The economy of mindfulness has become a billion dollar industry! A google search will reveal over 39,000,000 results and it has become a popular colloquial used by athletes, entertainers, politicians, yoga teachers, educators, physicians and even big corporations. In this article, I will share my interpretation of what mindfulness means and advice on how you can do to start your journey towards living a more mindful life.
What is Mindfulness?
What do we mean when we say mindfulness? Although there is no codification that will satisfy everyone, most people describe it simply as an intentional and applied awareness to human experiences. Helpful? Probably not.
That definition is broad enough to include everything, but too vague to have any real meaning. The way that I describe the practice of mindfulness involves two phases. Phase one can be defined as the constant awareness of our thoughts, feelings, environment, and bodily sensations in the present moment. Constant awareness does not mean ‘holding on’ to our thoughts, feelings, environment, and bodily sensations. Rather, when we are mindful we are aware but unattached to, non-resistant of, and non-judgmental about whatever is before us. In this phase we learn to become a witness to our own experience and we recognize every state of being as passing and fluid. We find acceptance for the present moment without the need to wish our thoughts and feelings away or pretend as though they don’t exist.
Phase two builds upon stage one when our awareness transcends to the belief that we have the ability to change. Although mindfulness had not been popularized in the western world in 1946 when Victor Frankl wrote Man’s Search for Meaning, I think he captured the essence of it very well when he stated, “Between stimulus and response there is space.” Frankl went on to say that if we can access that sense of space (phase one) we have the ability to choose how we want to respond in any given situation (phase two). Therefore, when we keep our attention in the present moment we find liberation from the thoughts and feelings that don’t serve our highest good. That’s mindfulness.
Why is Mindfulness Important?
It is estimated that on any given day we have as many as 10,000 thoughts and images running through our minds. That would be fine if most of those 10,000 thoughts and images served our highest good, but unfortunately that is not the case. We have a seemingly unshakable bias towards negativity. Negative emotions, thoughts, and feelings have been attributed as the cause of poor physical health, poor mental health, and many other forms of illness. Mindfulness is the greatest antidote to these illnesses, because it allows us to neutralize and change our negative cerebral associations. If you are interested in learning more about the healing power of mindfulness, read The Biology of Belief. In this groundbreaking book Dr. Lipton makes the compelling case that we have the ability to heal ourselves by retraining our thinking.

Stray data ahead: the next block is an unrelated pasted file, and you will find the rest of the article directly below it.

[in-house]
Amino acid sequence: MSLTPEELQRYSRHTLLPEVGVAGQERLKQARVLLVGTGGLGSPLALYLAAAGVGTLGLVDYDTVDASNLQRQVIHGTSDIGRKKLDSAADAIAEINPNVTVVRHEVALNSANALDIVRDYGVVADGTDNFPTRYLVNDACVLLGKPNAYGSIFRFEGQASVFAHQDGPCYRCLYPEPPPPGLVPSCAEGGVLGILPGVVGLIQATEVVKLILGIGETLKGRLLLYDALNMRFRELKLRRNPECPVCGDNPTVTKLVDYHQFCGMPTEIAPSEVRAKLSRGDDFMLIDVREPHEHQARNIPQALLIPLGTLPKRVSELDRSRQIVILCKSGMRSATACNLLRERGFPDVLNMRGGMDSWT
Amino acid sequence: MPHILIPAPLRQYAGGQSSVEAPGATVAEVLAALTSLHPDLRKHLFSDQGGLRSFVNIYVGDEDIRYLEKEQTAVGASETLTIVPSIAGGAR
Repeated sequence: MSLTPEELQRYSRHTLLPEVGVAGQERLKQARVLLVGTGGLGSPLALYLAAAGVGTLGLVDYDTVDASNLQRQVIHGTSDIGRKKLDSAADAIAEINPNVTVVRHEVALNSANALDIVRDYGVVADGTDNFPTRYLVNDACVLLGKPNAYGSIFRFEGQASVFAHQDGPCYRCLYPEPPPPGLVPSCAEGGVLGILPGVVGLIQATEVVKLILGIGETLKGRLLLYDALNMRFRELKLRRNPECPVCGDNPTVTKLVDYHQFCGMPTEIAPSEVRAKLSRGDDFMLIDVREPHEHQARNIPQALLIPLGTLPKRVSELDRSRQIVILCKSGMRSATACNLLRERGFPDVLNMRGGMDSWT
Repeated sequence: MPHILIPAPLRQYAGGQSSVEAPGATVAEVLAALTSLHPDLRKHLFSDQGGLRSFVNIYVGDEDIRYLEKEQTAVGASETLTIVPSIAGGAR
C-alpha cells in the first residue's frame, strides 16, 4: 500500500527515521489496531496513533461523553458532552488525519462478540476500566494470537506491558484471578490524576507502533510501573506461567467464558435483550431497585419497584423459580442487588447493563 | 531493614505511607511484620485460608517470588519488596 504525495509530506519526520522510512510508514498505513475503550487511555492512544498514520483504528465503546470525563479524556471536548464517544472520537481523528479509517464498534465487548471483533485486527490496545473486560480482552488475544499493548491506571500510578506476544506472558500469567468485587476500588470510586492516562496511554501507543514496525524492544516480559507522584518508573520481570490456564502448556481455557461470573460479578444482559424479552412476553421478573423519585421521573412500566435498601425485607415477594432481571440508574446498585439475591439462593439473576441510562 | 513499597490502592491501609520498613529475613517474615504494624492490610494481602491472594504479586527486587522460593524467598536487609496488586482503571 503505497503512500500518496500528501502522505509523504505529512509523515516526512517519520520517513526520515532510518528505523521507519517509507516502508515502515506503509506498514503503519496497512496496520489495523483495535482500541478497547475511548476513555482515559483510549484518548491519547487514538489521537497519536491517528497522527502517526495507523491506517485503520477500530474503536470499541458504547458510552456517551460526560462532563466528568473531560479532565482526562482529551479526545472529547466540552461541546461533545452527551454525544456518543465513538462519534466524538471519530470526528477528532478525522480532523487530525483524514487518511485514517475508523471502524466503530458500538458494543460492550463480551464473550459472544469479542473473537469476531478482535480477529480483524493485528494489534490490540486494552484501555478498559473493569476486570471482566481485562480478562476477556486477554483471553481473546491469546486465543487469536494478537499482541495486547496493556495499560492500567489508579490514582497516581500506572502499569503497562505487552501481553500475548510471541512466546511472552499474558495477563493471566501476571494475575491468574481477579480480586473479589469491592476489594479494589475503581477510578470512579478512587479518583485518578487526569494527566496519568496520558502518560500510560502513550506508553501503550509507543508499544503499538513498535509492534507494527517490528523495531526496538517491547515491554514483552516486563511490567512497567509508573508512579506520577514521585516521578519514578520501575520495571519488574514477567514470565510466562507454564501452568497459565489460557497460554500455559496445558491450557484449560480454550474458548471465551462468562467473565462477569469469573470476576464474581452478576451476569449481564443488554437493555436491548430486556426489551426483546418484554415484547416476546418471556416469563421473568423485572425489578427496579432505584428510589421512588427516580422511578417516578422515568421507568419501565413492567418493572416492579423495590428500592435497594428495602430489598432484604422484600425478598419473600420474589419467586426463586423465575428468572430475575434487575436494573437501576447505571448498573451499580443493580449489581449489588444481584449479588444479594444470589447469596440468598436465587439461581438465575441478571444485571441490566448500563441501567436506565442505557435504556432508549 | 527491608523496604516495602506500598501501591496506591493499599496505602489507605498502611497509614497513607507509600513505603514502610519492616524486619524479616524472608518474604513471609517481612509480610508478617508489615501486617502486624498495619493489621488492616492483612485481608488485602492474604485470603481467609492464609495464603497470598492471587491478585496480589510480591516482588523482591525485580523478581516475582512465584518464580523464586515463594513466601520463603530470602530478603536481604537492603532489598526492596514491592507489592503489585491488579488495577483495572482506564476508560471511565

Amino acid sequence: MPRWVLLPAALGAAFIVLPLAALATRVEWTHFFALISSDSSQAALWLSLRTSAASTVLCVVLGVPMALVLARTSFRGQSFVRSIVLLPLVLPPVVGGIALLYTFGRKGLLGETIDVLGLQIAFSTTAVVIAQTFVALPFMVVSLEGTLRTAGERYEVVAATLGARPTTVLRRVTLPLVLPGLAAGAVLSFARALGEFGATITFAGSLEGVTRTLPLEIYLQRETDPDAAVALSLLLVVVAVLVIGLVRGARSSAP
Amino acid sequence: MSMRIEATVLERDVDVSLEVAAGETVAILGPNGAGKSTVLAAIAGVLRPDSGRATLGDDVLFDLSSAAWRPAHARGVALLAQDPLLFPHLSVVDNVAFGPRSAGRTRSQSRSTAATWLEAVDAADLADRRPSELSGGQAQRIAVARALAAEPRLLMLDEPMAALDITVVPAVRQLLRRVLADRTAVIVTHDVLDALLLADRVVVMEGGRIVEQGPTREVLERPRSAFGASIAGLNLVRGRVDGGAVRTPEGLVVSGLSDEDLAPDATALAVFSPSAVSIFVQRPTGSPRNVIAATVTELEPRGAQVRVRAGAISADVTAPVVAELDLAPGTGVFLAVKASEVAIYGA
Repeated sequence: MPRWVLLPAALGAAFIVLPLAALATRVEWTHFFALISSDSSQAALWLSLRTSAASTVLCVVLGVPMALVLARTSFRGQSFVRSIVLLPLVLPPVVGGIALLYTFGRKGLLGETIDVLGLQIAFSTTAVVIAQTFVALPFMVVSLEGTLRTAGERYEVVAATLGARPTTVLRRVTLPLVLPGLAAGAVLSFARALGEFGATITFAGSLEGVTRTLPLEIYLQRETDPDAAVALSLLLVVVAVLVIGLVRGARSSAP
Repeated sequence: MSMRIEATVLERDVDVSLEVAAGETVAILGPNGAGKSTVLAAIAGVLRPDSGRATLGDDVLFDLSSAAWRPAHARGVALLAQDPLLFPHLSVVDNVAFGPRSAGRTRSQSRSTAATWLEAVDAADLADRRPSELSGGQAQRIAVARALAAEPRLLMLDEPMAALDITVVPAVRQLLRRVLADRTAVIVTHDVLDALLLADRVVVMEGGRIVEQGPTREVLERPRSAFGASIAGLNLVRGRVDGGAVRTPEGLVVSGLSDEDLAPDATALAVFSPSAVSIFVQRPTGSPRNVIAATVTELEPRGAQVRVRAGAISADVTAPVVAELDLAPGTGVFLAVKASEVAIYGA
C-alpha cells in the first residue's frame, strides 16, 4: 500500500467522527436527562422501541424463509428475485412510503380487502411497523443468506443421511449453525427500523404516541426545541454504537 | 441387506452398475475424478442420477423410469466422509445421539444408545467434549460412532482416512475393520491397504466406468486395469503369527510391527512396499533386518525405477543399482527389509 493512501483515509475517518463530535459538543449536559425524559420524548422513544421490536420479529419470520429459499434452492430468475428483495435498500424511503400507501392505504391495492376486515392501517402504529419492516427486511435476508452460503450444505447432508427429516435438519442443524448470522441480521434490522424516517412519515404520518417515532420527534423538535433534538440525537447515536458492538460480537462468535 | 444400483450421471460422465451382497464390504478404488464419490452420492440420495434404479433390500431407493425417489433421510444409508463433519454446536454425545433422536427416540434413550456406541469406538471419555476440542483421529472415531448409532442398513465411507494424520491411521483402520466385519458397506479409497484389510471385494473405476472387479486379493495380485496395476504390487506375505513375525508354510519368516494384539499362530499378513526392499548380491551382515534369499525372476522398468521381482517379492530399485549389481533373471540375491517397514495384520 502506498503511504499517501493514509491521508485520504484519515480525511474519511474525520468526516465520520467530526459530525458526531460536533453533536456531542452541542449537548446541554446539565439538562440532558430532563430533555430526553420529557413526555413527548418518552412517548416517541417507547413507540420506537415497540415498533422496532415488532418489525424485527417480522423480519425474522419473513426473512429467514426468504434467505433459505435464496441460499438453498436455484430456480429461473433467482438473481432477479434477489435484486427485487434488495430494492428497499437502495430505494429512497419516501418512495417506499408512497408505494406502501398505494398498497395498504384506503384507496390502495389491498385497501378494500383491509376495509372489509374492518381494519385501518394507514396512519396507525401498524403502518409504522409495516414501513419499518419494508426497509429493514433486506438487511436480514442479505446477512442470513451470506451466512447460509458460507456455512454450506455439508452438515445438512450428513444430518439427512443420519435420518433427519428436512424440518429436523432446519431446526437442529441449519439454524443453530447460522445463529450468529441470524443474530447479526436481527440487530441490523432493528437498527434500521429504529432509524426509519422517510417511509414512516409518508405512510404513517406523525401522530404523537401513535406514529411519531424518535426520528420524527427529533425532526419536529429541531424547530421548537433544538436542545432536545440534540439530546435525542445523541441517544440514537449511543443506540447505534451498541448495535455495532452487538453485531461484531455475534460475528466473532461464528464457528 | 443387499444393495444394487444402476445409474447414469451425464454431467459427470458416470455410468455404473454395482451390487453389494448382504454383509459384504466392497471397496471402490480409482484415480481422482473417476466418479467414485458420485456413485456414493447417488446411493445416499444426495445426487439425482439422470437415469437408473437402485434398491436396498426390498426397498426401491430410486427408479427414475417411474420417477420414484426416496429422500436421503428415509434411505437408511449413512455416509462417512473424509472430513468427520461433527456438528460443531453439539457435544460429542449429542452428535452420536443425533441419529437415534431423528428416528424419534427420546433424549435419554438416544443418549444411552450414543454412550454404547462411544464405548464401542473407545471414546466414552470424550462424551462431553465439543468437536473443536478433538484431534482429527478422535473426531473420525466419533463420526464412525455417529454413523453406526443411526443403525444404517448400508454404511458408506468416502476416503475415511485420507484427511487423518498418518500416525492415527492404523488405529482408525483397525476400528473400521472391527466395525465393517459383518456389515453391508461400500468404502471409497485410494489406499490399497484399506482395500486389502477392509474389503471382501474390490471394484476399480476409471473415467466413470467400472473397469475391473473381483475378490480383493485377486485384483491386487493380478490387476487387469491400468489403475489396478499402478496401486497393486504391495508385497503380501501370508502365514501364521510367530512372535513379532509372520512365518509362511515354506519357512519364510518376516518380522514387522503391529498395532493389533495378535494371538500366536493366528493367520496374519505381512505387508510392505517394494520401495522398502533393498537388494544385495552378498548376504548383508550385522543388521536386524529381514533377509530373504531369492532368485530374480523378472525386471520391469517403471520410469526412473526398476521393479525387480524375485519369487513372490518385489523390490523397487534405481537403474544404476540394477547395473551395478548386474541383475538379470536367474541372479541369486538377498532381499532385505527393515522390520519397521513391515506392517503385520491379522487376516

Although the popularity of mindfulness is exploding, it is important to remember that mindfulness is not a new age metaphysical technology. Yoga, meditation, qigong and countless other ancient and indigenous practices have always served as the anchors of human health and wellness. We are learning more and more about how to apply mindfulness to all domains of modern life, including our lifestyle and livelihood, how we treat our bodies, our relationships, how we approach learning and creativity, and our spiritual life. When we truly begin to live mindfully it becomes the fulcrum upon which the essence of our entire being is transformed. Websites such as www.mindful.org and www.greatergood.berkley.edu offer many great techniques and tips to help us cultivate and practice mindfulness in every domain. The bestselling book, Wherever You Go There You Are, by Jon Kabat-Zin is another wonderful resource with many practical applications for everyday reality.
How Can I Practice Mindfulness?
If you love technology you can find many mindfulness and meditation apps, online videos, and classes designed to help cultivate a greater sense of presence and awareness. If you prefer personal or more intimate experiences, Seattle has no shortage of studios that offer yoga and meditation classes. If communal practices don’t serve you, a private practice or an individually guided experience might be just what you need. Guided and intentional experiences of mindfulness are absolutely necessary, but it is important to remember that mindfulness should be cultivated as a constant state of awareness that is not solely reserved for a ten minute meditation or an hour long yoga class. The intentional experiences are designed to heighten your state of awareness of the present moment and become a gateway to accessing mindfulness in all domains of your life.
In a series of videos to come, I will share more about how to apply mindful techniques to everyday life. I will also respond to questions from readers which can be submitted on the contact page on my website.
Seattle is abundant with Mindfulness centers. Below are some centers in Seattle to practice and receive Mindfulness coaching:
- 8 Limbs Yoga – Mindfulness Intro Series
- Mindfulness Community of Puget Sound
- Mindfulness Northwest Resource Page
- Seattle Mindfulness Center
- Shambala Open Meditation Sessions
- Swedish MBSR Program
[Photo Credit: Mitchell Joyce | CC BY]
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Published on Apr 13, 2016